“It was Christmas Eve, babe, in the drunk tank…”
Christmas music comes in many shapes and forms, soaring epics of angelic beauty, fromagey pop songs and glam rock anthems all coexisting on the radio. Other than the season, there’s not much commonality; heck, one well-known Christmas song even manages to be both blasphemous and scientifically inaccurate at the same time, which frankly takes a lot of doing.
But for me, one Christmas song stands head and shoulders above the rest. It’s not religious, it’s not tidy, it’s not even PG. Ladies and gentlemen, I give you Fairytale of New York.
It’s the story of two reprobates, spending Christmas Eve in a cell and a hospital. They have blazing rows and the language is pretty problematic and they’re not even sure they’ll survive the next twelve months. And yet despite all this, they find a glimmer of hope in a police choir singing ‘Galway Bay’. And somehow the Pogues and Kirsty MacColl turn a potentially depressing story into something glorious.
So we’re not exactly talking O Holy Night here, so what makes this a philosophically great Christmas song?
Well, there’s a thread of darkness that runs through the Christmas story: the disgrace that threatens Mary, the betrayal felt by Joseph, the lingering threat of Herod… Nativity plays only go so far, keeping well away from the murder of children and the Holy Family running for their lives. The Christmas card scenes are a pause among the chaos and confusion.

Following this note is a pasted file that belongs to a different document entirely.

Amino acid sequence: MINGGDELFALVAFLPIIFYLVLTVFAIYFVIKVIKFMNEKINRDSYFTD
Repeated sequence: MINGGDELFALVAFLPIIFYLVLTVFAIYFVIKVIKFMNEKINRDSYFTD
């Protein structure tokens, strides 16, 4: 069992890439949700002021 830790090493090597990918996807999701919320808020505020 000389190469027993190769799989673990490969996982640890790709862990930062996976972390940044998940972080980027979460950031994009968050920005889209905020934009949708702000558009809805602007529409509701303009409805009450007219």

And that’s how it should be: if Christmas can’t reach into the drunk tank, if Jesus can’t be found among junkies and drunks, then we limit the Incarnation to cathedrals and church council meetings – and we should never, ever try to contain Jesus in that way. The joy of Christmas isn’t always found in the absence of darkness, it’s found in the middle of it; the light shines in the darkness but the darkness hasn’t overcome it. And so, if Jesus was physically walking the streets of New York or London today, he’d make time for the hobos and drunks and panhandlers – of course he would, because grace means that our imperfections aren’t a barrier to the joy of Christmas; maybe they’re the whole point of Christmas.
In the middle of the arguments and the disappointments, there is hope – sometimes we may only glimpse this, maybe in the music of the NYPD choir or a Salvation Army brass band, but sometimes the Incarnation is closer than we’d ever imagine and we need to watch for it, recognise it, listen for the grace in the darkness.
The bells are ringing out for Christmas Day.